Derived from the Sanskrit word “yuji,” meaning yoke or union, yoga is an ancient practice that brings together mind and body. It’s not surprising that science now proves that yoga has so many physical and emotional benefits.
YOGA REDUCES STRESS AND ANXIETY
Research demonstrates that yoga reduces stress by reducing the levels of serum cortisol, a stress hormone. In fact, sometimes the stress reduction can be very dramatic and rapid. In this representative study, the researchers found that “Compared to waiting-list, women who participated in the yoga-training demonstrated pronounced and significant improvements in perceived stress (P<0.02), State and Trait Anxiety (P<0.02 and P<0.01, respectively), well-being (P<0.01), vigor (P<0.02), fatigue (P<0.02) and depression (P<0.05).” In a related study, researchers followed 64 women with post-traumatic stress disorder (PTSD), which is characterized by severe anxiety and fear following exposure to a traumatic event. After 10 weeks, 52% of participants no longer met the criteria for PTSD at all. In fact, the National Institutes of Health have found that practicing yoga may also reduce symptoms of depression.
YOGA IMPROVES HEART HEALTH AND DECREASES INFLAMMATION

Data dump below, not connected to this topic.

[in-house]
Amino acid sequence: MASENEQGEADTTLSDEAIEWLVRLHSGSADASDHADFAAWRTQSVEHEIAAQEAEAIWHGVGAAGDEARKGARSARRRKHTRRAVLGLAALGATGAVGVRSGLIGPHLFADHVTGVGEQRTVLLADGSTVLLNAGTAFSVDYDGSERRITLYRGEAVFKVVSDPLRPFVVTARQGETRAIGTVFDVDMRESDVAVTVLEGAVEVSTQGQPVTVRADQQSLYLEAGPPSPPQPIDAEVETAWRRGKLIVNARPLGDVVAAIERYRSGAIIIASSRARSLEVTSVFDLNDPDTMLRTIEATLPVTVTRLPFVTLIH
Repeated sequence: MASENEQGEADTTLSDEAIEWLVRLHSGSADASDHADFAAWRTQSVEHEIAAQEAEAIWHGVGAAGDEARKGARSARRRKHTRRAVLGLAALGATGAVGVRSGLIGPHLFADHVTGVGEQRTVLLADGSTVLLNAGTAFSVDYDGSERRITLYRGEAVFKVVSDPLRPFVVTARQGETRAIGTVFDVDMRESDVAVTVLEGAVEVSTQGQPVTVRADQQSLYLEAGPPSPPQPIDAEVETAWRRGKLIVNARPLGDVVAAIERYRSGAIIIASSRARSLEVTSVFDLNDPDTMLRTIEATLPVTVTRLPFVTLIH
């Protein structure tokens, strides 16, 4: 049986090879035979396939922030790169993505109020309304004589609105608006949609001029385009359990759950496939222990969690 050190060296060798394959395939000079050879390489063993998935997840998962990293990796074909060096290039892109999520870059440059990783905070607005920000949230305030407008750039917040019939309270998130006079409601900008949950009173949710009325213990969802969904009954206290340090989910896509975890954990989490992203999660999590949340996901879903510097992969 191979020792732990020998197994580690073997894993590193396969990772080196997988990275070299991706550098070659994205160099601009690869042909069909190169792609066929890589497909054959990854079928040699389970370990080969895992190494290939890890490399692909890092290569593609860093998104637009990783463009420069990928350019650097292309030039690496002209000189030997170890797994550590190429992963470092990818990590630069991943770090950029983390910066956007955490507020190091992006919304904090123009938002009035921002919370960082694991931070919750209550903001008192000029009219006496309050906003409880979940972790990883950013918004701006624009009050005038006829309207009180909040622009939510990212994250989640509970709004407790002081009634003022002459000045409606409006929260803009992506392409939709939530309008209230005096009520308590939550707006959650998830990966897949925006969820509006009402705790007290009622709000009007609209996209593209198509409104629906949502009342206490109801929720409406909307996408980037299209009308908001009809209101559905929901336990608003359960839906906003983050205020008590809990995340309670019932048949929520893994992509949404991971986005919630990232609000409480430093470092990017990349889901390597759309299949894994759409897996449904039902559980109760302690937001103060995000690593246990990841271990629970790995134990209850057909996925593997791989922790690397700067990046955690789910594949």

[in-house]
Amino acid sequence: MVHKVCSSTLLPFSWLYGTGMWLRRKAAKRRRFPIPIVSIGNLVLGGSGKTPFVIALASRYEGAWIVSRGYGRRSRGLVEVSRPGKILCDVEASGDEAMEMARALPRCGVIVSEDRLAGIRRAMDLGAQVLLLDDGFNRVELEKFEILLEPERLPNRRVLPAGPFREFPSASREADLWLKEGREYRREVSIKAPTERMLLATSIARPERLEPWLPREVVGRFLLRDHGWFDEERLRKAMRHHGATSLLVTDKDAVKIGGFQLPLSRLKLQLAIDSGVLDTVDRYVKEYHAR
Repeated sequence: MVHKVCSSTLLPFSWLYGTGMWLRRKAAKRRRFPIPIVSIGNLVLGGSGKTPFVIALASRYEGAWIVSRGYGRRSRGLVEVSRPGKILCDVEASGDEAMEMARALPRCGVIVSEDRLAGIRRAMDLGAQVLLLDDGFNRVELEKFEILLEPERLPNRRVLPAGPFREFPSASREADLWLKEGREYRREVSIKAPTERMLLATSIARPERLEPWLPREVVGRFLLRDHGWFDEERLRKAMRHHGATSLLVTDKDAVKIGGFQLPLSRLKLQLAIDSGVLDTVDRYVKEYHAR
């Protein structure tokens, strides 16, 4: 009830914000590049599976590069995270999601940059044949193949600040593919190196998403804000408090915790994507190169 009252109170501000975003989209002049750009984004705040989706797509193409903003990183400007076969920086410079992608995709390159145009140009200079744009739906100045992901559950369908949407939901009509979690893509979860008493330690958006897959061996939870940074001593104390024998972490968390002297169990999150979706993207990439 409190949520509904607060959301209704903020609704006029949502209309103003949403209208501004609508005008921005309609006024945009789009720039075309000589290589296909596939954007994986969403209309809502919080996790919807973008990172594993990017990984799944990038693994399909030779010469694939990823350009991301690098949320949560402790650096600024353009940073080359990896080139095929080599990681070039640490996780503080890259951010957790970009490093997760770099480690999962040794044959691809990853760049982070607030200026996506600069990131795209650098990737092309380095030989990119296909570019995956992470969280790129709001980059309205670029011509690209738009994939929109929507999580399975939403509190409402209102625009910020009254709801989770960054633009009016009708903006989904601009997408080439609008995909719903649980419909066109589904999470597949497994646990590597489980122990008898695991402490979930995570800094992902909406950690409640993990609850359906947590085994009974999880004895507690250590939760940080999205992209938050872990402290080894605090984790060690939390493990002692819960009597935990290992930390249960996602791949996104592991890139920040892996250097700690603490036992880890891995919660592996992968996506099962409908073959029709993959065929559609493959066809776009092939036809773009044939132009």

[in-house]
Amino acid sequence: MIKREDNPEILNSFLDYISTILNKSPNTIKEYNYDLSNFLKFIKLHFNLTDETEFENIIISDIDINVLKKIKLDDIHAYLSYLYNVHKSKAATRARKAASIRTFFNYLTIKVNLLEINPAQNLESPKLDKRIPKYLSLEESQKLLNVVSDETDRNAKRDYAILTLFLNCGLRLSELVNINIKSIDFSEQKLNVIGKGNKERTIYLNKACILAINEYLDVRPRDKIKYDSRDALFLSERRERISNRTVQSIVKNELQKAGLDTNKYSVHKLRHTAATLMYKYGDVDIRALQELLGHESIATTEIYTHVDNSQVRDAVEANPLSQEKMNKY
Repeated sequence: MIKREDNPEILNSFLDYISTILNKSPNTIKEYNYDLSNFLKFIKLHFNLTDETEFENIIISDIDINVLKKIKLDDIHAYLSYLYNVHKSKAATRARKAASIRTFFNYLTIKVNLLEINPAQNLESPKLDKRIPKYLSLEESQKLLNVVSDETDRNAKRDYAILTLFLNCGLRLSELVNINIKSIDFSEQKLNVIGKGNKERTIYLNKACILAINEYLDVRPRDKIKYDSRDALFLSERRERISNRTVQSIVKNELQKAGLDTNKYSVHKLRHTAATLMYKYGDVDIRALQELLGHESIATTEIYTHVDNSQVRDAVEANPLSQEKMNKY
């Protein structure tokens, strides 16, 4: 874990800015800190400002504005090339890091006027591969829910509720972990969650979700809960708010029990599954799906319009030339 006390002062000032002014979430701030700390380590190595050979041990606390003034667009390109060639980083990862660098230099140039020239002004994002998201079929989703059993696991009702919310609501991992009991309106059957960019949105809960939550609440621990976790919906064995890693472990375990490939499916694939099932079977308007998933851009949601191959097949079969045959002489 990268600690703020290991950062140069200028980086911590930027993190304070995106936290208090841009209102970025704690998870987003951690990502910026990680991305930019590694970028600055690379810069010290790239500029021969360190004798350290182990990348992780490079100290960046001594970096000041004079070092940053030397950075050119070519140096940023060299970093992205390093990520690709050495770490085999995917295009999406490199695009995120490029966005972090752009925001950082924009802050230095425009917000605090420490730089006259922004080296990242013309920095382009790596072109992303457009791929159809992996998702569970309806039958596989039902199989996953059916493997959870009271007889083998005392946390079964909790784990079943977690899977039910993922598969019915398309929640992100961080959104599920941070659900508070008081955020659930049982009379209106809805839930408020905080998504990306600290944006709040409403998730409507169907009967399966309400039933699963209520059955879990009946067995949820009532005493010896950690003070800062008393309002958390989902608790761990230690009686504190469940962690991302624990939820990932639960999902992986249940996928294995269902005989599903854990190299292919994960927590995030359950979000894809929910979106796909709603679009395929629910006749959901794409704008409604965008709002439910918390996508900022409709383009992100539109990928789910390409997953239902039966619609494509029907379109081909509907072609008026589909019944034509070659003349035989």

A study followed 113 patients with heart disease. Participants who included yoga in their lifestyle changes demonstrated a 23% decrease in total cholesterol and a 26% reduction in “bad” LDL cholesterol. The progression of heart disease stopped, amazingly, in a full 47% of patients! In addition to improving heart health, a reduction in chronic inflammation often associated with other diseases including heart disease have been demonstrated. A 2015 study divided 218 participants into two groups: At the end of the study, the individuals who practiced yoga had lower levels of inflammatory markers than those who didn’t.
YOGA IMPROVES FLEXIBILITY AND BALANCE: REDUCING INJURIES
There is considerable research that backs this benefit, demonstrating that it can optimize performance through the use of specific poses that target flexibility and balance.
A recent study looked at the impact of 10 weeks of yoga on 26 male college athletes and found that yoga significantly increased several measures of flexibility and balance. Another study assigned 66 elderly participants to either practice yoga or calisthenics. After one year, total flexibility of the yoga group increased by nearly four times that of the calisthenics group. As a result of increased flexibility and balance, yoga has the potential to significantly decrease the likelihood of injuries during everyday life.
The body of scientific research supporting the use of yoga for physical and emotional health is growing rapidly, but let’s face it. Yoga just FEELS GOOD.